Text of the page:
It’s not an especially unique approach but Blumenthal is keeping close tabs – something participants rarely do. He does this on a weekly basis to see what is gaining or losing traction and then he lengthens or shortens clients’ exposure based on his analysis.
Blumenthal posits that most advisors and wealth managers haven’t made a move yet in this direction, but “their lights are starting to turn on.”
“The shot across the bow was the temper tantrum on May 22, when (Fed Chairman Ben) Bernanke said we may exit (qualitative easing) and then didn’t,” he said. “We’re early in doing this. We are sharing with other advisors why we’re doing it. A lot of advisors don’t have a process in place. There’s a race to learn how to be more tactical.”
Blumenthal’s biggest fear at the moment is that the Fed will wait too long to start tapering and that interest rates could spike much higher than many anticipate.
“That’s the real risk behind that. If you start at such low interest rates, even if you go up 1 to 1.27 percent, that’s an incredible, exponential hit in the way bonds are priced and valued,” he said. “Investors are completely uneducated about what that means to their portfolio. If you go from 2.6 percent for the 10-year today and move to 4.6 or 6.6 percent, the losses in those bond funds won’t recover. They will panic and sell out.”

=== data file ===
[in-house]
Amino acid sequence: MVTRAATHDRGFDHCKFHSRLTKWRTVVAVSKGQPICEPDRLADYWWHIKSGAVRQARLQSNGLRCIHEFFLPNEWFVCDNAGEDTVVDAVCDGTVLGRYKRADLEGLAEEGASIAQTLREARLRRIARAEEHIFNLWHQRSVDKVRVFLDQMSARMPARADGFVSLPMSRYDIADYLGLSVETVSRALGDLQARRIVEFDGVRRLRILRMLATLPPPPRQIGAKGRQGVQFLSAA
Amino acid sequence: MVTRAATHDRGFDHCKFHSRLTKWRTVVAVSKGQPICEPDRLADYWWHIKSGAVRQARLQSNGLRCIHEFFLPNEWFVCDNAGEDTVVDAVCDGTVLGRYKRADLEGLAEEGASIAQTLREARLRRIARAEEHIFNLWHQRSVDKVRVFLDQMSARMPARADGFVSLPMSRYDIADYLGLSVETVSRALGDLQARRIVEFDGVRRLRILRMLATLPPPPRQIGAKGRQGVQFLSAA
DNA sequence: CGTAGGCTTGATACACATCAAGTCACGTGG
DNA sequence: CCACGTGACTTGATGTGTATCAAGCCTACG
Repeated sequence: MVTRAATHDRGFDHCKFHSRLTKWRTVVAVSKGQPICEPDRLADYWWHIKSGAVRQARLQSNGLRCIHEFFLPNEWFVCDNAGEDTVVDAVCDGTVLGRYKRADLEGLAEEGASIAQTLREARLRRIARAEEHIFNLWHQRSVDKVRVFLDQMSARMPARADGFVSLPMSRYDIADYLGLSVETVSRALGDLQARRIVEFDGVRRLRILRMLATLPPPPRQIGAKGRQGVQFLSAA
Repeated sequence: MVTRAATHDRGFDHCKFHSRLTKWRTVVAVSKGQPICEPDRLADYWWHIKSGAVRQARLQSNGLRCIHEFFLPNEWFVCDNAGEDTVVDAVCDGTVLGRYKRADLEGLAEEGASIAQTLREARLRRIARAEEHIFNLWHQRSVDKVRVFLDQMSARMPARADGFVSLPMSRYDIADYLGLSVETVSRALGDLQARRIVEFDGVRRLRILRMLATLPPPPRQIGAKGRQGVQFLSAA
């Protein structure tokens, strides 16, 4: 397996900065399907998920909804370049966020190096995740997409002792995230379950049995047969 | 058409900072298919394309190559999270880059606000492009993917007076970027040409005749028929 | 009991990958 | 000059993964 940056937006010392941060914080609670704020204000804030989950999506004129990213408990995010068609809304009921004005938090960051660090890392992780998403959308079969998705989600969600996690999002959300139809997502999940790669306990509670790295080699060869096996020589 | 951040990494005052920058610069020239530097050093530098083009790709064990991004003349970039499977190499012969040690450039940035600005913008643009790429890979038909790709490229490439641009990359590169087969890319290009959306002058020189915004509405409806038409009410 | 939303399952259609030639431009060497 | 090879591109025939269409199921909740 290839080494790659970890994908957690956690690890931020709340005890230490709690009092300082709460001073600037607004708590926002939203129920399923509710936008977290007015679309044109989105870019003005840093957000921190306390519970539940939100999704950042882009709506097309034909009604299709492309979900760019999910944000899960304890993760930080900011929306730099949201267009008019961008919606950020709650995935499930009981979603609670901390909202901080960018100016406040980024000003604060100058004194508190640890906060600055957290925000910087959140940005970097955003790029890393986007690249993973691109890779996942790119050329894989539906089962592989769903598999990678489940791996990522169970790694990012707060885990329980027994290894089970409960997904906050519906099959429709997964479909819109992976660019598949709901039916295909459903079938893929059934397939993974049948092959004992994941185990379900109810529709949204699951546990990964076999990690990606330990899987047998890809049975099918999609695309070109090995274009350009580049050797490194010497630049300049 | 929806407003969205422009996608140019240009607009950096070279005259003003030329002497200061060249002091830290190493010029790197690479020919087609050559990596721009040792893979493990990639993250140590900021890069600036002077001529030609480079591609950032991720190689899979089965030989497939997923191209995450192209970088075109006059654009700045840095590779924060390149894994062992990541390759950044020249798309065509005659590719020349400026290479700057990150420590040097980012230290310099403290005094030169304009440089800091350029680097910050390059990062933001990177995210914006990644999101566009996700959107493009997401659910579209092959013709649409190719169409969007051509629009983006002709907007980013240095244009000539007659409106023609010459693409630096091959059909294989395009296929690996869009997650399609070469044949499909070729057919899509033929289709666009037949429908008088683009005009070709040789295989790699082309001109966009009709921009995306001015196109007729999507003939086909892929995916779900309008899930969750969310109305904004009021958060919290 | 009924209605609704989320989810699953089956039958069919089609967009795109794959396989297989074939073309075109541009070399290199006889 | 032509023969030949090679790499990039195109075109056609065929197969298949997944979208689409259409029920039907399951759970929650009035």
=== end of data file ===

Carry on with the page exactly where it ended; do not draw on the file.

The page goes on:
Which is why developing new investment options is getting so much attention at the moment.
Chris Petrosino, who heads up the quantitative strategies group in the equity research department at Fairport, N.Y.-based Manning & Napier, said that over the past several quarters his company has decreased its exposure to U.S. Treasuries, especially those on the long end of the curve.
“It is not so much that we were fearful of a significant surge in yield, but that we weren’t finding good value there for our investors,” he said. “Instead, what we are able to do is move assets into some of the corporate bond space where there are still reasonably attractive credit spreads and better opportunities there to generate pretty good risk-adjusted returns for our investors.”
Originally published on BenefitsPro.com